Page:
I've somehow lost my old Stuntman moniker, so I've assumed a new identity. My first post concerns what I think is one of the most overlooked aspects of SEC dominance over the last several years.
Constantly we hear of the dominance of SEC speed and sometimes (and more accurately) overall athleticism and DEPTH of athleticism as the driving force behind SEC power. That is true, to an extent, but when, exactly, has the SEC NOT had the quickest, most athletic athletes in the nation? It's been a constant, but the league hasn't always dominated nationally like we have lately. What, then, is different now?
First, and this is a topic that has actually been discussed in the blogosphere a little, but not as much as I think it deserves, is the tremendous collection of coaches in this conference. Spurrier, Fulmer, Saban, Meyer, and Miles all have national championship rings. Tubberville has an undefeated season, which is something that neither Miles, Saban, nor Spurrier can claim. Richt is widely regarded as the equal of any of the coaches named above. Throw in Johnson, Croom, Brooks, and even Nutt and now Petrino and you're looking at a group that may be unmatched in the history of the country. This current collection may one day be looked at like the old crop of Bear, Butts, Dodd, Dooley, Vaught, Neyland, Dietzel, McLendon, Jordan, etc. from the 60s through 70s.
Second, and this is the point that the college football world refuses to acknowledge, is that the SEC has become a QB hotbed. I suppose the reluctance to accept this fact is because it would redefine concept of the conference as a pound it out, three yards and a cloud of dust meatgrinder. The SEC is still the home of the most violent defenses in the country and some of the most rugged games, but it's also become the home of the best group of quarterbacks in the country. A team must have good QB play to be successful on a national level. If you doubt that, ask FSU or Penn State what good tremendous defenses will do for you with a joke at QB. Check out this analysis done over at SundaymorningQB. He looks at the improvement rates of freshmen QB. The analysis itself isn't important for this post, but the names are.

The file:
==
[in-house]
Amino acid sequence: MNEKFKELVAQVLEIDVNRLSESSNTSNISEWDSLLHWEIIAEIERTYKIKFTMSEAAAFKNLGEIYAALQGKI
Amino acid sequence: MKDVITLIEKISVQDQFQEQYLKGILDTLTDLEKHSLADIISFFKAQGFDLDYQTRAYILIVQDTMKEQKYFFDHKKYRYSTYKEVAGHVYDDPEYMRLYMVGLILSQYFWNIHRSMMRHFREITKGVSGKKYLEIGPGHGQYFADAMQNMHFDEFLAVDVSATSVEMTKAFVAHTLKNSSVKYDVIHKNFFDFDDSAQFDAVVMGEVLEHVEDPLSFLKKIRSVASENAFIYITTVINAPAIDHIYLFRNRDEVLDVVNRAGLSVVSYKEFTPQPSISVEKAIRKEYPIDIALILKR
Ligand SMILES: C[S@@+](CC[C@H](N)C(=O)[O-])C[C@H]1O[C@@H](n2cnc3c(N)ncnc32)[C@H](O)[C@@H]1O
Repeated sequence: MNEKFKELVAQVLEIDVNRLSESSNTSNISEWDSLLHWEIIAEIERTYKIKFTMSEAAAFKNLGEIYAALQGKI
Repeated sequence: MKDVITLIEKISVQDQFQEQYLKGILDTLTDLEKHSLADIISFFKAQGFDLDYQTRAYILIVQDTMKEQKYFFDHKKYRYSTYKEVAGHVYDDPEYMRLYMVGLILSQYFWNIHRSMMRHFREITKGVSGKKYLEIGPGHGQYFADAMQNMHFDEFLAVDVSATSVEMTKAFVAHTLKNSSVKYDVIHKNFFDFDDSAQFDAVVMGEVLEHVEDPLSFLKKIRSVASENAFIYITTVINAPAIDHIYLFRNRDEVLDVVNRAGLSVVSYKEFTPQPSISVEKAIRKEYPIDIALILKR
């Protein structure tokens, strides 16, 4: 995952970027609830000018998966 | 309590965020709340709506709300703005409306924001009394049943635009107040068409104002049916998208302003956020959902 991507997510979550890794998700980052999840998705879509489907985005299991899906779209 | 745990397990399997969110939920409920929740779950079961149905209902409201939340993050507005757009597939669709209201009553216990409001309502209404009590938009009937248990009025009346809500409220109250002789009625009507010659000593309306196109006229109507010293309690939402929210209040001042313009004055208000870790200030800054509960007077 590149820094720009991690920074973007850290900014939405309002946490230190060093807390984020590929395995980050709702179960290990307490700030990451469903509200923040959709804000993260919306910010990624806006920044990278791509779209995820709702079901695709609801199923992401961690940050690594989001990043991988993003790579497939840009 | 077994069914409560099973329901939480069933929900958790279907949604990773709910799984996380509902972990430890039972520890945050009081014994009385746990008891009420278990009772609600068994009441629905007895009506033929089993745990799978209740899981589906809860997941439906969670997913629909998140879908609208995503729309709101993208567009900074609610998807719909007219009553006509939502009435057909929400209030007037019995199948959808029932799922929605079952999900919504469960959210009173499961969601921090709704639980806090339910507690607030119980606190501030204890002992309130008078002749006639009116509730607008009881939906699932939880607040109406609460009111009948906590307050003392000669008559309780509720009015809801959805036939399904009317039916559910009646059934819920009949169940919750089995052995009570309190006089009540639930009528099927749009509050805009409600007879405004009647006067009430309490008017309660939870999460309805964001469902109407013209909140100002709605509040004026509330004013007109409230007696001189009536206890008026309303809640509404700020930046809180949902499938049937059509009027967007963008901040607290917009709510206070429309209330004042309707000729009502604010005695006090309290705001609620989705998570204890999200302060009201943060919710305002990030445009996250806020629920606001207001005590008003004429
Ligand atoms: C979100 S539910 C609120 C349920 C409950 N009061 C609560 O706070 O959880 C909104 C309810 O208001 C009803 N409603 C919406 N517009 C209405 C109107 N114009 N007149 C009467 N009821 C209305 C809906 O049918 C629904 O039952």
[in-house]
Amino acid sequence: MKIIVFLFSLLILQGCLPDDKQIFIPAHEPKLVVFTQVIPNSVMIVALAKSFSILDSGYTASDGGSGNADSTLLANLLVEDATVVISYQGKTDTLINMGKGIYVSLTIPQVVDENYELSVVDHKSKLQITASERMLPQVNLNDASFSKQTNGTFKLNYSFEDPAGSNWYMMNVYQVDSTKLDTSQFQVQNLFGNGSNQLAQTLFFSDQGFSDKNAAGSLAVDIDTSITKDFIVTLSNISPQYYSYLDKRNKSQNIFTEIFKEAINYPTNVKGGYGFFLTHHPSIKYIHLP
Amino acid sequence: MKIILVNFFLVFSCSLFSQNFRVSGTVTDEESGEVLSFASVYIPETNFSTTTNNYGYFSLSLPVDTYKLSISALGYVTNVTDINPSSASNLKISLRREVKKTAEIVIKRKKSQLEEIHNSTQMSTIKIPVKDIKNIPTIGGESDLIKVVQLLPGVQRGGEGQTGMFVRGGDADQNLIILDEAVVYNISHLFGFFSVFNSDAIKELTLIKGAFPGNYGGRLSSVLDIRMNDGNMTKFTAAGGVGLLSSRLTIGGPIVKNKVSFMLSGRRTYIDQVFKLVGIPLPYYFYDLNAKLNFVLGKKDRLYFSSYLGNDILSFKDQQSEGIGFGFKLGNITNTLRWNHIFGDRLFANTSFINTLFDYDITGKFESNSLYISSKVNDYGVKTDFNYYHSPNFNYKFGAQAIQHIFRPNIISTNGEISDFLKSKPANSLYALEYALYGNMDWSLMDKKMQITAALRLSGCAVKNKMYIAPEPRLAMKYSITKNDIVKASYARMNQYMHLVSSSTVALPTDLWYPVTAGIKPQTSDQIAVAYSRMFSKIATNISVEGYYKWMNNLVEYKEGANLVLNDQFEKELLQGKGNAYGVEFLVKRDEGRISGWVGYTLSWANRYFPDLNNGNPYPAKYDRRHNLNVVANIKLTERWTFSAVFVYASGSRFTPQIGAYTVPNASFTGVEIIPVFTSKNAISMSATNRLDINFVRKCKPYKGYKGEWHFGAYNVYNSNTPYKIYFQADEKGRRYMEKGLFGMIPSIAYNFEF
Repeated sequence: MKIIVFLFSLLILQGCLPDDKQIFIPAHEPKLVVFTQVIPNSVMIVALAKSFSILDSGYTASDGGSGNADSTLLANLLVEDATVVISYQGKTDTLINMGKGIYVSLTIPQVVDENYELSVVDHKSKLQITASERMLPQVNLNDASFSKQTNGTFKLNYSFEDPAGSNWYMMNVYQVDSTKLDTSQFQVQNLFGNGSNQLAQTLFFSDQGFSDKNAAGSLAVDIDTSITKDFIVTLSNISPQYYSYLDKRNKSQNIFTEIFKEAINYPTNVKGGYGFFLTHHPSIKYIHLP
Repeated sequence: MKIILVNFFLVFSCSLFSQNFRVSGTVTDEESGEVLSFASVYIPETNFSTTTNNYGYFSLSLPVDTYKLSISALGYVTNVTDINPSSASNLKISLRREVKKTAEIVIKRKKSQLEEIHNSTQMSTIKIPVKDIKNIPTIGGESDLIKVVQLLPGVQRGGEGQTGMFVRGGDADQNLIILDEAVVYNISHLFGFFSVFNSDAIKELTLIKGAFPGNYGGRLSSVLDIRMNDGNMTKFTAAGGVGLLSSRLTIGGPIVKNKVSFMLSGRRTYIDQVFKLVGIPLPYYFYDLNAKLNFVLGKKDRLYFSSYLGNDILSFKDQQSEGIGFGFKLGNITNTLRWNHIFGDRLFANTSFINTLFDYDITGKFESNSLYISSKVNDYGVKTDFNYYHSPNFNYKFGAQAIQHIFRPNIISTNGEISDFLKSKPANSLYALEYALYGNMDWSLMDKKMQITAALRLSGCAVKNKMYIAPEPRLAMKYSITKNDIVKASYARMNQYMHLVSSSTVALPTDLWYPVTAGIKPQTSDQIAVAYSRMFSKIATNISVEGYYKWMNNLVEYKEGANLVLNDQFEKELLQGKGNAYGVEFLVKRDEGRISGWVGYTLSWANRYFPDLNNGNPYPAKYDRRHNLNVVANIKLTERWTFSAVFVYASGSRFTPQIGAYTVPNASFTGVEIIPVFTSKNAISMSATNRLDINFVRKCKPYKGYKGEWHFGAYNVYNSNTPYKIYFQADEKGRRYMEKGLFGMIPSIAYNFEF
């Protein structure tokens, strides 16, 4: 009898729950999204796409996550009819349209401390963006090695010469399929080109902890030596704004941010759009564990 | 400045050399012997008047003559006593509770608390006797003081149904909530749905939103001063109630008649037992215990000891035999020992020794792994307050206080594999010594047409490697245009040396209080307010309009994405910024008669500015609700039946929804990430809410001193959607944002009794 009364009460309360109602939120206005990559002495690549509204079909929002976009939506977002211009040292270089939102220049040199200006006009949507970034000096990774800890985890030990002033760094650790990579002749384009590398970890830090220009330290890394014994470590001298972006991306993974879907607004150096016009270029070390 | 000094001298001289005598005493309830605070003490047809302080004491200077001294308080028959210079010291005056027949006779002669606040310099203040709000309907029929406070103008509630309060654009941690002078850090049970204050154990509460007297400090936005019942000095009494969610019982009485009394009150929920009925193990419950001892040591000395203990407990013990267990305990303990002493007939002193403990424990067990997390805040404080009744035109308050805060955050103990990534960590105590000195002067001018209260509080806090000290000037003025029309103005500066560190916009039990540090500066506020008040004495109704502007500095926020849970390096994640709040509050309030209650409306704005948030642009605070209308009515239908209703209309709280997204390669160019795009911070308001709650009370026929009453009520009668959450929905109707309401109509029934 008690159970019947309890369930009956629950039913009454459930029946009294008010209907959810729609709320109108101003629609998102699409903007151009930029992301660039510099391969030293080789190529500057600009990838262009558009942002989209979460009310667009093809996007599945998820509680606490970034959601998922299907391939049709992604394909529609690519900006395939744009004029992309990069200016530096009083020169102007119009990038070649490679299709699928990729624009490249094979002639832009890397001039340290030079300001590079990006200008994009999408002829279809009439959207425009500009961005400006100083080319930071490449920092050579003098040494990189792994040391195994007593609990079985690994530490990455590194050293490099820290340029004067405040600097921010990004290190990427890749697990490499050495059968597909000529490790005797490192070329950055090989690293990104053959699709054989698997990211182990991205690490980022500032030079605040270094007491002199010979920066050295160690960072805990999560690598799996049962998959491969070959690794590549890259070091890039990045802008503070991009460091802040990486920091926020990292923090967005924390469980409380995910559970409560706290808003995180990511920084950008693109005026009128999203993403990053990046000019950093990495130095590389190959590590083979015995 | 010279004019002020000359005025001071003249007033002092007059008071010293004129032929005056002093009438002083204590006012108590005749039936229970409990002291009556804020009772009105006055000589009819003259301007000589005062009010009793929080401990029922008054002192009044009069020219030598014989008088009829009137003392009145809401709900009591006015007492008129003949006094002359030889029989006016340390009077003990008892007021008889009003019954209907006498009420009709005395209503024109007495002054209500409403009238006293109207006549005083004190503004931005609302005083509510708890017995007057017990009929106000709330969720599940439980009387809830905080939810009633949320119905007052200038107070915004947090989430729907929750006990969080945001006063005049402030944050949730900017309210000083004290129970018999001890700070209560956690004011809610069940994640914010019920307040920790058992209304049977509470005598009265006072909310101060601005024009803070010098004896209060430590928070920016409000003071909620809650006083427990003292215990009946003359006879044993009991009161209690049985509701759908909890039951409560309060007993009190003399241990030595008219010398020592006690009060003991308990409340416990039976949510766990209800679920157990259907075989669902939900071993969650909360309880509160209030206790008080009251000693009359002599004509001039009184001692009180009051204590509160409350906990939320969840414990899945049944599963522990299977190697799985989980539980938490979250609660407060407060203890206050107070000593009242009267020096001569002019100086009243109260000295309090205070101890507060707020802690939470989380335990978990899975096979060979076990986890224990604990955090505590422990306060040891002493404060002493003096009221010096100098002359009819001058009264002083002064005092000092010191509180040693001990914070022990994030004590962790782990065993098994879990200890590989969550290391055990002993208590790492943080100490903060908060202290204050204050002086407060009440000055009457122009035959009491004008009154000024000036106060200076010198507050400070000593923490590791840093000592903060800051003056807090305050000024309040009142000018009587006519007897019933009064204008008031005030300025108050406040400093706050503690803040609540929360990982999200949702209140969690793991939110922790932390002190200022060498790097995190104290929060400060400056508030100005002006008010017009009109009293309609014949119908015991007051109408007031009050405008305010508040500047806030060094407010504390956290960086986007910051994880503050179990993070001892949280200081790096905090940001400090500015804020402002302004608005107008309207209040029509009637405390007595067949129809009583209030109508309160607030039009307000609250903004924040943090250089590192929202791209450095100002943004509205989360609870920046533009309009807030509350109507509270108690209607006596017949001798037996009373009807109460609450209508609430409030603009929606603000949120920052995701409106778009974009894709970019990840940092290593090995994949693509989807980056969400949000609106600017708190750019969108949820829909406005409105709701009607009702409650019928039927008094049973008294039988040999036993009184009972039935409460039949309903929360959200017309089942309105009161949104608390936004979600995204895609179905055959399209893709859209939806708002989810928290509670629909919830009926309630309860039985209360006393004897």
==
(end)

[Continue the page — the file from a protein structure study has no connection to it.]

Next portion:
The names on that list aren't all world beaters, and we mock some of them. But, realistically, that's a damn good list of college quarterbacks. Look at last year--Tebow, Stafford, Flynn, Woodson, and Ainge, to a lesser extent, lead their teams to better than expected or very successful seasons while guys like Cox, Wilson, and Dick all disappointed on otherwise talented teams. In a league where the ypg differential is so small , QB play is at a super premium. You're not going to out-athlete anyone in this league, and coaches are realizing that and are putting in the necessary resources to pull the best in the country into the conference. And it's paying off big time.
Now I'll jump off my soapbox.